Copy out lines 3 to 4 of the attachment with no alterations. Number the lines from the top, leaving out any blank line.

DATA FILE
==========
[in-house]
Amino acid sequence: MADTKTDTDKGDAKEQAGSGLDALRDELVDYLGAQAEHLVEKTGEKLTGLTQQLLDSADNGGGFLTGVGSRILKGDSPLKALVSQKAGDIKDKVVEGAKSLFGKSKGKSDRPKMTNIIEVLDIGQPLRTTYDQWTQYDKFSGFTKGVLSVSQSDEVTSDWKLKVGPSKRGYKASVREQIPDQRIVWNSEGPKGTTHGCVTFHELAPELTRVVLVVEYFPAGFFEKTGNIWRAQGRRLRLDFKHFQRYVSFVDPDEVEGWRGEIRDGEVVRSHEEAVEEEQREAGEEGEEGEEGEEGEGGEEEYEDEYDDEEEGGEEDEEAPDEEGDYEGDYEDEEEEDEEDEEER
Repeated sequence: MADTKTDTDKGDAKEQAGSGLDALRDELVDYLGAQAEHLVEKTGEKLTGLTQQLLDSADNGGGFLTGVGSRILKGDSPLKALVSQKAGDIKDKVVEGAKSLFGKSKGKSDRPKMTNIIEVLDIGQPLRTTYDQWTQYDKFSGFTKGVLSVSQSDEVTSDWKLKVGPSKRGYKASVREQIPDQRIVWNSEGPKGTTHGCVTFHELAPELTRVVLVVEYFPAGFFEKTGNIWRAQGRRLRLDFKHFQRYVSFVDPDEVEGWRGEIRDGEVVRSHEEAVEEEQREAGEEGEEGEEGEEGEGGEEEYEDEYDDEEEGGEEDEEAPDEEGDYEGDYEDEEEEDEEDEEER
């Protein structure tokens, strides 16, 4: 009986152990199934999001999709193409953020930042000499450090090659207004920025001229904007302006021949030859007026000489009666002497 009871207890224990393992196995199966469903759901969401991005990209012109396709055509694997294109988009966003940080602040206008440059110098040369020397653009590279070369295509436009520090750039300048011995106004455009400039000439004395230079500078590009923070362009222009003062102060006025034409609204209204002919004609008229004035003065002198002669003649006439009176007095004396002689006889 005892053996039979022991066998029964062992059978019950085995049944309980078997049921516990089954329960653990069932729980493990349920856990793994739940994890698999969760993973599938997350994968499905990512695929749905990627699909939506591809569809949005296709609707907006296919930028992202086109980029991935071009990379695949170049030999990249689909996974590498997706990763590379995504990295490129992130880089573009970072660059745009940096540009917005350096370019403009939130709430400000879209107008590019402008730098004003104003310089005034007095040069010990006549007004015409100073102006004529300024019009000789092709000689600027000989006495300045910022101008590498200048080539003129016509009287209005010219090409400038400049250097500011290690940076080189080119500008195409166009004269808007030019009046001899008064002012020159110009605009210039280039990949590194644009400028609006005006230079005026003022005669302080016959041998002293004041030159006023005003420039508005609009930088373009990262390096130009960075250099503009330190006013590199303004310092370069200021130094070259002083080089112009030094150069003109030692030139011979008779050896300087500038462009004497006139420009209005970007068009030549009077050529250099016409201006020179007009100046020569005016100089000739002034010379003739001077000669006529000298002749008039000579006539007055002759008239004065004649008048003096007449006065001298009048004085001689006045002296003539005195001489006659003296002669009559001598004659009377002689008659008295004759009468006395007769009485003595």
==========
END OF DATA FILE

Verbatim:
Repeated sequence: MADTKTDTDKGDAKEQAGSGLDALRDELVDYLGAQAEHLVEKTGEKLTGLTQQLLDSADNGGGFLTGVGSRILKGDSPLKALVSQKAGDIKDKVVEGAKSLFGKSKGKSDRPKMTNIIEVLDIGQPLRTTYDQWTQYDKFSGFTKGVLSVSQSDEVTSDWKLKVGPSKRGYKASVREQIPDQRIVWNSEGPKGTTHGCVTFHELAPELTRVVLVVEYFPAGFFEKTGNIWRAQGRRLRLDFKHFQRYVSFVDPDEVEGWRGEIRDGEVVRSHEEAVEEEQREAGEEGEEGEEGEEGEGGEEEYEDEYDDEEEGGEEDEEAPDEEGDYEGDYEDEEEEDEEDEEER
């Protein structure tokens, strides 16, 4: 009986152990199934999001999709193409953020930042000499450090090659207004920025001229904007302006021949030859007026000489009666002497 009871207890224990393992196995199966469903759901969401991005990209012109396709055509694997294109988009966003940080602040206008440059110098040369020397653009590279070369295509436009520090750039300048011995106004455009400039000439004395230079500078590009923070362009222009003062102060006025034409609204209204002919004609008229004035003065002198002669003649006439009176007095004396002689006889 005892053996039979022991066998029964062992059978019950085995049944309980078997049921516990089954329960653990069932729980493990349920856990793994739940994890698999969760993973599938997350994968499905990512695929749905990627699909939506591809569809949005296709609707907006296919930028992202086109980029991935071009990379695949170049030999990249689909996974590498997706990763590379995504990295490129992130880089573009970072660059745009940096540009917005350096370019403009939130709430400000879209107008590019402008730098004003104003310089005034007095040069010990006549007004015409100073102006004529300024019009000789092709000689600027000989006495300045910022101008590498200048080539003129016509009287209005010219090409400038400049250097500011290690940076080189080119500008195409166009004269808007030019009046001899008064002012020159110009605009210039280039990949590194644009400028609006005006230079005026003022005669302080016959041998002293004041030159006023005003420039508005609009930088373009990262390096130009960075250099503009330190006013590199303004310092370069200021130094070259002083080089112009030094150069003109030692030139011979008779050896300087500038462009004497006139420009209005970007068009030549009077050529250099016409201006020179007009100046020569005016100089000739002034010379003739001077000669006529000298002749008039000579006539007055002759008239004065004649008048003096007449006065001298009048004085001689006045002296003539005195001489006659003296002669009559001598004659009377002689008659008295004759009468006395007769009485003595």